Better Decisions With Data: Asking the Right Question

3. Ask a ‘counterfactual’ question

If they ask a factual question, such as, “Who is most likely to cancel?” and then target those customers, they would get an answer that could be useful in many ways—but not helpful in informing the decision about whom to target. It ignores the possibility that incentives might only work for certain customers. The question HP really needs to ask is a counterfactual one: What effect will incentives likely have on specific customers? Answering it requires collecting and analyzing new data.

Stefano Puntoni and Bart De Langhe are the authors of Decision-Driven Analytics: Leveraging Human Intelligence to Unlock the Power of Data (Wharton School Press, 2024).

The best approach is a randomized experiment. HP would divide a group of customers randomly into two groups, offer an incentive to one, and monitor the attrition rates for the two groups. If there was a difference, HP could conclude that the incentive could be effective, and then look further at which customers responded. This randomized experiment is a dramatic departure from the “best practice” of focusing only on customers at the highest risk of canceling their subscriptions. Instead, it reveals whether incentives could work to reduce cancellations, and if so, which type of customer to target with those incentives.

Ask a “counterfactual” question when you need to compare outcomes with and without a particular intervention. These questions involve hypothetical scenarios and demand causal inference, making them inherently more intricate than factual questions. For example, during the 2012 U.S. presidential campaign, Barack Obama’s team gained a crucial edge against Mitt Romney by asking, “Who is most susceptible to being persuaded to vote for Obama?” This counterfactual question allowed the team to identify swing voters most inclined to change their voting behavior when visited by a campaign worker, rather than targeting those most likely to vote for Obama or hard-core Romney supporters, which would have squandered valuable resources. Their approach revolutionized the way political campaigns were conducted, emphasizing precision and efficiency in mobilizing support and persuading undecided voters.

How an organization might use it

Most businesses rightly see data as a source for making better decisions. But the conventional data-driven approach often falls short because of common errors made by the decision-makers. Many leaders rely excessively on existing data that might not always address the issue at hand, or they pass key decisions to data scientists who don’t understand the business dilemma they’re trying to solve. Decision-makers are also prone to lead with a preference, arrive at a solution, and then find data to back it up.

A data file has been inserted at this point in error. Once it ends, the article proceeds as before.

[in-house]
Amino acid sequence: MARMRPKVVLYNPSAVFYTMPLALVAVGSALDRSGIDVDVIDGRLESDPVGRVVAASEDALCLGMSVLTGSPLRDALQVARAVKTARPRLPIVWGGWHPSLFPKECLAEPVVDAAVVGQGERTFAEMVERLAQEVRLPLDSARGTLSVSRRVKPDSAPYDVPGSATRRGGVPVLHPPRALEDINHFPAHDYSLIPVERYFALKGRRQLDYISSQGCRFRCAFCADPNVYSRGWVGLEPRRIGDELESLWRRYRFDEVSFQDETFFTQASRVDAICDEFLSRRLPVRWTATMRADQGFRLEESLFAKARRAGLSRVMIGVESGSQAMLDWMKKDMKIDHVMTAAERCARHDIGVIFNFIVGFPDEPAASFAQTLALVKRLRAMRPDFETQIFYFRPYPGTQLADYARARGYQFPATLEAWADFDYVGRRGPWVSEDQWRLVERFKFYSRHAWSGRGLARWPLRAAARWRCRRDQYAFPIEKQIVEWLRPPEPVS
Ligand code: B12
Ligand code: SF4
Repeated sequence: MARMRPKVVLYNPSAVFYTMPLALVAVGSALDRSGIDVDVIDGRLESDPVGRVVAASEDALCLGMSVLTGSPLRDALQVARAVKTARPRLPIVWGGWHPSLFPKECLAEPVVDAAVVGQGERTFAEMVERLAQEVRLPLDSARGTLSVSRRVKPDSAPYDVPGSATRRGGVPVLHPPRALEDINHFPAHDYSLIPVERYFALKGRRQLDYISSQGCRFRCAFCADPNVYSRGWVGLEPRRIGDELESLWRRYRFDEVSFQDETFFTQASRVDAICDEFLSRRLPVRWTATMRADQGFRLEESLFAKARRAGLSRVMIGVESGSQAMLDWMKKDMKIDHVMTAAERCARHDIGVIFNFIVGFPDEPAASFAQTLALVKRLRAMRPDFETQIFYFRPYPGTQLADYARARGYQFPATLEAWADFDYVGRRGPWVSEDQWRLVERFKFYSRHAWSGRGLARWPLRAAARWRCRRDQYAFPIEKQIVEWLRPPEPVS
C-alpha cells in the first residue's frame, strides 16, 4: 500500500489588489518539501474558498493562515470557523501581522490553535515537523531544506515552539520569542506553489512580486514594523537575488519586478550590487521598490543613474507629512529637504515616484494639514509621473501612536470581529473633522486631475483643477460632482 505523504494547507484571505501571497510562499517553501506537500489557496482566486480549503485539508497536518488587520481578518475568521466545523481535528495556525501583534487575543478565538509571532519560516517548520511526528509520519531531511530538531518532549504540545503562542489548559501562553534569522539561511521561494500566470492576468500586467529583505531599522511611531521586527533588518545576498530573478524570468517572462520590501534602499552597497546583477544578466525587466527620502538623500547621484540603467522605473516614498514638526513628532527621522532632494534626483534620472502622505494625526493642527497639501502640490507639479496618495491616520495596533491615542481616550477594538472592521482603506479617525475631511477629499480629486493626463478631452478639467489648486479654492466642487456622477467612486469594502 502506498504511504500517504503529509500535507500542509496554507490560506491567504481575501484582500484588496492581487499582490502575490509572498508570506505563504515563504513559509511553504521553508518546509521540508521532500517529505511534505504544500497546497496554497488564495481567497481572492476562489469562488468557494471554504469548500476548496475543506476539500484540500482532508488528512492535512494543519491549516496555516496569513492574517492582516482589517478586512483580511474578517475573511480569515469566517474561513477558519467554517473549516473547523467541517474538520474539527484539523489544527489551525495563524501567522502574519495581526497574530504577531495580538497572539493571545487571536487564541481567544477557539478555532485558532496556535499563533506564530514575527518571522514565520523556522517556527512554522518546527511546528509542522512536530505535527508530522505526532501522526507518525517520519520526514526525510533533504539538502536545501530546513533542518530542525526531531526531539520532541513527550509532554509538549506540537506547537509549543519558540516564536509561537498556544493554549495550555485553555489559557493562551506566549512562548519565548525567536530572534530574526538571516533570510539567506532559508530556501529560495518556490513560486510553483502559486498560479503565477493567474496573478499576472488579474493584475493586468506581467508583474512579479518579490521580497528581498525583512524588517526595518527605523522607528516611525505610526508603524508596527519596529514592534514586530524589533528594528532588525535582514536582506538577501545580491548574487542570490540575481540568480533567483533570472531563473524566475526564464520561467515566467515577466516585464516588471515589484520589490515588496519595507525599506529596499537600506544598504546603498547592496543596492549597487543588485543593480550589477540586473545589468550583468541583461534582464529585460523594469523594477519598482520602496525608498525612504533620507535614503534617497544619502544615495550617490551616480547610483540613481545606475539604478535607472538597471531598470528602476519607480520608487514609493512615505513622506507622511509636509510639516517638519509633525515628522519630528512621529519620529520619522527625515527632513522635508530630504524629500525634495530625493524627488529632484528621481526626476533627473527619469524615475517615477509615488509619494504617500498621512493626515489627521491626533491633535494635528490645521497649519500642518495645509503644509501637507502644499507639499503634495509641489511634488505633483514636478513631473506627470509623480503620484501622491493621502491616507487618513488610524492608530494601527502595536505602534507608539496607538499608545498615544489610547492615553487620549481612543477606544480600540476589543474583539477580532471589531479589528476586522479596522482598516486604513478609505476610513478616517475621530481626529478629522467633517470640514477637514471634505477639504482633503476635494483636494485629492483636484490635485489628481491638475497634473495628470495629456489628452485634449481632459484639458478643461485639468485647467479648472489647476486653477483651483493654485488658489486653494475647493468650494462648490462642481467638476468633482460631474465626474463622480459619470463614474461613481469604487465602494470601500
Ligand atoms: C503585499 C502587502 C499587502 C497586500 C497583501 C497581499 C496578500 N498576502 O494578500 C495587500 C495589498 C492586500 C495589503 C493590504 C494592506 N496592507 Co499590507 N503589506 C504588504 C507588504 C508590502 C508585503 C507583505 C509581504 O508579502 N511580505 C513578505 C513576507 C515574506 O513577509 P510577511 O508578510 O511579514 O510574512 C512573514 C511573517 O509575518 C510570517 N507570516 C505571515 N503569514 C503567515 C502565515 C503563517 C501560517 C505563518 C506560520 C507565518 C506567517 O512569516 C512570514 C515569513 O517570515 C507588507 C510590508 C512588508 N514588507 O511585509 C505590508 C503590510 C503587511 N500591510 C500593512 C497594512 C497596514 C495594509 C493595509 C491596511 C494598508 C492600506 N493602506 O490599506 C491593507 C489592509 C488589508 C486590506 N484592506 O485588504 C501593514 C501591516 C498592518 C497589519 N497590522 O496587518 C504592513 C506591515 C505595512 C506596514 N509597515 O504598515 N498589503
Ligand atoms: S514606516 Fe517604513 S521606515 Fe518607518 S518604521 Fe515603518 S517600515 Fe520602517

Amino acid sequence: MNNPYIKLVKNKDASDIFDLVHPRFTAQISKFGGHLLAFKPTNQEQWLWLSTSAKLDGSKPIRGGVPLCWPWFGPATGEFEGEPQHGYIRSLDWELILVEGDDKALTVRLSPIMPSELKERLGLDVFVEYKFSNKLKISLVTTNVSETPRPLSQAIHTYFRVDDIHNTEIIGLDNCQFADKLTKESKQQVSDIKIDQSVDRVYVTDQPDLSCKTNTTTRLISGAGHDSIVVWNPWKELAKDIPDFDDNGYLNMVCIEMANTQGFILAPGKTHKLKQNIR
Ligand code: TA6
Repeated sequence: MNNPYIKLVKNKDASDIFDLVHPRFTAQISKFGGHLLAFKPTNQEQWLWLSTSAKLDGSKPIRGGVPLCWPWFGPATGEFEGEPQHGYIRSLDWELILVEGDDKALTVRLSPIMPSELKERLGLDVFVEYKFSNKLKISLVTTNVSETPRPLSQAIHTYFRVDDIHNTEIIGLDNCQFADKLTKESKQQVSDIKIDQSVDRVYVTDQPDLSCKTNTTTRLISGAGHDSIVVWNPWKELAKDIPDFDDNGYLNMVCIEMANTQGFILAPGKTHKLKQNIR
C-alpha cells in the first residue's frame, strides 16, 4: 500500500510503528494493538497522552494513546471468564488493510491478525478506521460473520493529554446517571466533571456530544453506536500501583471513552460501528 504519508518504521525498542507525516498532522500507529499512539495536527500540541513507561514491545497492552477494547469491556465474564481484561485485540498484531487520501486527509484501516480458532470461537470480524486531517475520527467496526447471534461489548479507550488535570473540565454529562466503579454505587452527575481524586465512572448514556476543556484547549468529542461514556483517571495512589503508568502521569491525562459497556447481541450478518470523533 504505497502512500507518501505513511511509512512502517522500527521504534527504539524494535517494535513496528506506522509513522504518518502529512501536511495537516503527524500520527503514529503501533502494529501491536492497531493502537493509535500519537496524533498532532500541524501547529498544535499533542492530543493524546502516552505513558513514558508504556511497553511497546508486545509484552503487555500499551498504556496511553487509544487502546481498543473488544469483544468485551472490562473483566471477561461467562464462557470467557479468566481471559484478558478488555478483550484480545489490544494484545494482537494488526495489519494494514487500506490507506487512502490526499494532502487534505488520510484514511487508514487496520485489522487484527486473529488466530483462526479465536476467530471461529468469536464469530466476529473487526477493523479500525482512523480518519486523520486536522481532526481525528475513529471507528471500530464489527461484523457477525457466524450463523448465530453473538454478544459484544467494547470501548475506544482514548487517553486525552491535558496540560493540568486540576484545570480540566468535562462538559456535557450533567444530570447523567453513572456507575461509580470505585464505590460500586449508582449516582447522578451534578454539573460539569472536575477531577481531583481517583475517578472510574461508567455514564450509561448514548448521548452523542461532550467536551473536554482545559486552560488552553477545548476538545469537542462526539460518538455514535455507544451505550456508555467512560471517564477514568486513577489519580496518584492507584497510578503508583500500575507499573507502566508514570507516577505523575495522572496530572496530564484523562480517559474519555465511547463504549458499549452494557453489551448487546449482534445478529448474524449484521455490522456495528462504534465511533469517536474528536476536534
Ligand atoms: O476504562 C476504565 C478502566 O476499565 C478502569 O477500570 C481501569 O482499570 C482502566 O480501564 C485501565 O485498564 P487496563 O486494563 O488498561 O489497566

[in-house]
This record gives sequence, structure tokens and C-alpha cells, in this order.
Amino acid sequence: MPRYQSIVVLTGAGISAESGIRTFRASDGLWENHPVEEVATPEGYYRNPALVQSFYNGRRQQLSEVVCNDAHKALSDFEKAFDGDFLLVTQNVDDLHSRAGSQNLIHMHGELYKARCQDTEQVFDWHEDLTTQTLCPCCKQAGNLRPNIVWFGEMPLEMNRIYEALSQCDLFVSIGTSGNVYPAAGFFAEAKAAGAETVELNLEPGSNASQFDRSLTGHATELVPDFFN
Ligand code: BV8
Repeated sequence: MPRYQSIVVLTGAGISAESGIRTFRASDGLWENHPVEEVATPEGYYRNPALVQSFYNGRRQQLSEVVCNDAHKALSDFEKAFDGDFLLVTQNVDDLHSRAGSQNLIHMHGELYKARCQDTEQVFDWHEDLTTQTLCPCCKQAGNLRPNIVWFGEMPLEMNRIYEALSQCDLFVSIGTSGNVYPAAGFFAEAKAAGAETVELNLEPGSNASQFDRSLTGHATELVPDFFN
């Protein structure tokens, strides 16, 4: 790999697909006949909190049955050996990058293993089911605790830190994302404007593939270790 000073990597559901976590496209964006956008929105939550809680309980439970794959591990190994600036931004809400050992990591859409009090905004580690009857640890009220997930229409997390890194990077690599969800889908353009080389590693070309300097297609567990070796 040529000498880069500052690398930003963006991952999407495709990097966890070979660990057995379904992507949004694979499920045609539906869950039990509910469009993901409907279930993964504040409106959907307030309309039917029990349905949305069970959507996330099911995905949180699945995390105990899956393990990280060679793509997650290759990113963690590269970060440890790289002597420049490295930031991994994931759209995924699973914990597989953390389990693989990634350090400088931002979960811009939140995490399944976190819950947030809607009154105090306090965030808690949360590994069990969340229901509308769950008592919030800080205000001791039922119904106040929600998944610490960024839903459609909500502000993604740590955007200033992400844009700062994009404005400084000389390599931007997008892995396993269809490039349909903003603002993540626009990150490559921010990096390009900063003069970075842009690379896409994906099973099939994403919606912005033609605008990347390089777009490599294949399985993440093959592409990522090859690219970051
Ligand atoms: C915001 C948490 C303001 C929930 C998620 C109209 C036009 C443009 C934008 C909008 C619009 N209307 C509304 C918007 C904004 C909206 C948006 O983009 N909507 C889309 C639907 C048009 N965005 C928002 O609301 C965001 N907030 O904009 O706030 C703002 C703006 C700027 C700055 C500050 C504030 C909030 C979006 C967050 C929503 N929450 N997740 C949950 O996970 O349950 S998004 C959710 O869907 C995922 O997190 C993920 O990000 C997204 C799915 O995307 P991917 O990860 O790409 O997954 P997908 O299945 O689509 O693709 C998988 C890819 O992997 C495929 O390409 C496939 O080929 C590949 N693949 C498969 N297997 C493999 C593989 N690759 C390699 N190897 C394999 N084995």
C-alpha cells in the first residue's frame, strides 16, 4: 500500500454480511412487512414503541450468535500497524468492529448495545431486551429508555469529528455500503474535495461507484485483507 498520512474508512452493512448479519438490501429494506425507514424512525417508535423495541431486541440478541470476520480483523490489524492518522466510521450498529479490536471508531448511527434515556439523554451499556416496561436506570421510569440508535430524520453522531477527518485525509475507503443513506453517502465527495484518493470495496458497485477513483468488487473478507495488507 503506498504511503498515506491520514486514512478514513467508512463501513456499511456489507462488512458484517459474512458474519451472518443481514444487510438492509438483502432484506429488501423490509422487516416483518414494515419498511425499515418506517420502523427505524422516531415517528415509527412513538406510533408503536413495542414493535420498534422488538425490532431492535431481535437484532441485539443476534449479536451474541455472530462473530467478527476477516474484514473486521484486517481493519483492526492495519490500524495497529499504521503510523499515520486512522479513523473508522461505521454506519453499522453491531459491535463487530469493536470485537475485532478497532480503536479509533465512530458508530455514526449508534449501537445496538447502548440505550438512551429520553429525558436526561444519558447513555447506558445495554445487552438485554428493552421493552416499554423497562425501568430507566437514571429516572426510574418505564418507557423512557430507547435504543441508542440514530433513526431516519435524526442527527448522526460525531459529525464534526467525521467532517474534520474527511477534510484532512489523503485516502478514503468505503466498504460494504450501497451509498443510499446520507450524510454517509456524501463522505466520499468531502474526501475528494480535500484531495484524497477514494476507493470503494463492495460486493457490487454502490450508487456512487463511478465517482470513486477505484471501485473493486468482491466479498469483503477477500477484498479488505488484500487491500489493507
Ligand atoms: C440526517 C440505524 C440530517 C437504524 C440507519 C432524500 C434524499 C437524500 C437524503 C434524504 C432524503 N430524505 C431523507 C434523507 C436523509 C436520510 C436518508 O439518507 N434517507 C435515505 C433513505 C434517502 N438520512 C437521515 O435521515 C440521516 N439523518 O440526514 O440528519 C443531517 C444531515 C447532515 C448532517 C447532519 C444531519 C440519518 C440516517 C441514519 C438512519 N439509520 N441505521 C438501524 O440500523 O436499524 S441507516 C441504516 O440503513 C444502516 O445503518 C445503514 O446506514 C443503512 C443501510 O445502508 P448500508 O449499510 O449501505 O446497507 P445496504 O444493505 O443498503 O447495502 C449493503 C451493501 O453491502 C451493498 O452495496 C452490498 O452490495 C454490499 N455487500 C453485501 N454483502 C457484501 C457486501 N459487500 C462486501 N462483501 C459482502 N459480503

When determining the decisions to be made, focus on options within your control and pertinent to your organizational position. Because most decision-makers gravitate toward familiar options, broaden yours by engaging with diverse perspectives. Ask trusted colleagues or gather your team to get further clarification. The choice set should include options that are both feasible and effective, and that can genuinely enhance desired business outcomes. It should exclude options with prohibitive costs or risks.

1. Clarify the decision

During this critical first step, data—especially existing data—should not be a consideration. If analytics start from the data that are available instead of the decision to be made, this increases the chances of asking the wrong type of question. That’s not to say that data mining and exploratory data analysis have no role in business. But decision-driven analytics assume that the first responsibility of business executives is to have a razor-sharp focus on their job and deliver on their key responsibilities. To do that, it works better to start from the decision at hand and work backward toward the data needed. Data mining and exploratory data analysis are valuable, but they serve a different goal.

Published May 28, 2024, by Knowledge at Wharton.


Alternatively, decision-driven analytics puts decision-makers at the center, resolving the common mismatch between analytics and actual business decisions. It starts from the decision that needs to be made and works backward toward the data needed. But it also requires more from leaders, who must shift the focus from getting answers to asking the right questions. This approach highlights the strategic importance of what we don’t know, underscoring the importance of intellectual humility. In fact, crafting the right questions is an essential and foundational step in the data-analysis process.

Action steps

Ask a “factual” question when you’re seeking a prediction. Businesses need to answer this type of question frequently. For example, the smooth running of manufacturing operations rests on predictions about when a machine is likely to start failing. That information can then be used to create a maintenance plan. For retailers, understanding the cost of dealing with returns is similarly important: It would be incredibly valuable to identify which products have a higher likelihood of being returned. With this knowledge, companies can proactively strategize either by adjusting the product pricing, considering additional measures to reduce returns, or even deciding against offering such products entirely.

One of Hewlett Packard’s business strategies is the “Instant Ink” subscription that lets customers pay a monthly fee to receive printer ink delivered to their home (and allows them to cancel the subscription at any time). Imagine that HP wants to use data to proactively address customer attrition, intervening with incentives such as discounts, in hopes of stopping customers from canceling. But because they can’t offer those incentives to everyone, they need to know whom to target.

2. Ask a ‘factual’ question